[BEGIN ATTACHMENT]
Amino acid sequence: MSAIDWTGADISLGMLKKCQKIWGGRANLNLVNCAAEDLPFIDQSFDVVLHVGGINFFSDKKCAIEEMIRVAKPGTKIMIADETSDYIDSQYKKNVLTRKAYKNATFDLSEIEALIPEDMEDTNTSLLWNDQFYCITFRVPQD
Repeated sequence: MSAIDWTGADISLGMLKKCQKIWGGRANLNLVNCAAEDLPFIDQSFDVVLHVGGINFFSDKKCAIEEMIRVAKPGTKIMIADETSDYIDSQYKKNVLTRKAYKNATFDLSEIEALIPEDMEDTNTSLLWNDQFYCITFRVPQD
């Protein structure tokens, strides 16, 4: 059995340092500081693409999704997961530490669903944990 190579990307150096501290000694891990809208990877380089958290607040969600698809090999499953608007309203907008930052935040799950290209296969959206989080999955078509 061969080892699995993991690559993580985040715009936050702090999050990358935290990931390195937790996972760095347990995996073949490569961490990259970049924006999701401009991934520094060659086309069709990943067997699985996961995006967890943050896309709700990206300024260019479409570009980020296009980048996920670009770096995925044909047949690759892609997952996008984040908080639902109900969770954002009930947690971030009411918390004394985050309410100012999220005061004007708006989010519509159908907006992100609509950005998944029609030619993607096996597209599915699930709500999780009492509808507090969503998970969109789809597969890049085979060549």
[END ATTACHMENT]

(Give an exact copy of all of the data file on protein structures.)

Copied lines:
Amino acid sequence: MSAIDWTGADISLGMLKKCQKIWGGRANLNLVNCAAEDLPFIDQSFDVVLHVGGINFFSDKKCAIEEMIRVAKPGTKIMIADETSDYIDSQYKKNVLTRKAYKNATFDLSEIEALIPEDMEDTNTSLLWNDQFYCITFRVPQD
Repeated sequence: MSAIDWTGADISLGMLKKCQKIWGGRANLNLVNCAAEDLPFIDQSFDVVLHVGGINFFSDKKCAIEEMIRVAKPGTKIMIADETSDYIDSQYKKNVLTRKAYKNATFDLSEIEALIPEDMEDTNTSLLWNDQFYCITFRVPQD
């Protein structure tokens, strides 16, 4: 059995340092500081693409999704997961530490669903944990 190579990307150096501290000694891990809208990877380089958290607040969600698809090999499953608007309203907008930052935040799950290209296969959206989080999955078509 061969080892699995993991690559993580985040715009936050702090999050990358935290990931390195937790996972760095347990995996073949490569961490990259970049924006999701401009991934520094060659086309069709990943067997699985996961995006967890943050896309709700990206300024260019479409570009980020296009980048996920670009770096995925044909047949690759892609997952996008984040908080639902109900969770954002009930947690971030009411918390004394985050309410100012999220005061004007708006989010519509159908907006992100609509950005998944029609030619993607096996597209599915699930709500999780009492509808507090969503998970969109789809597969890049085979060549």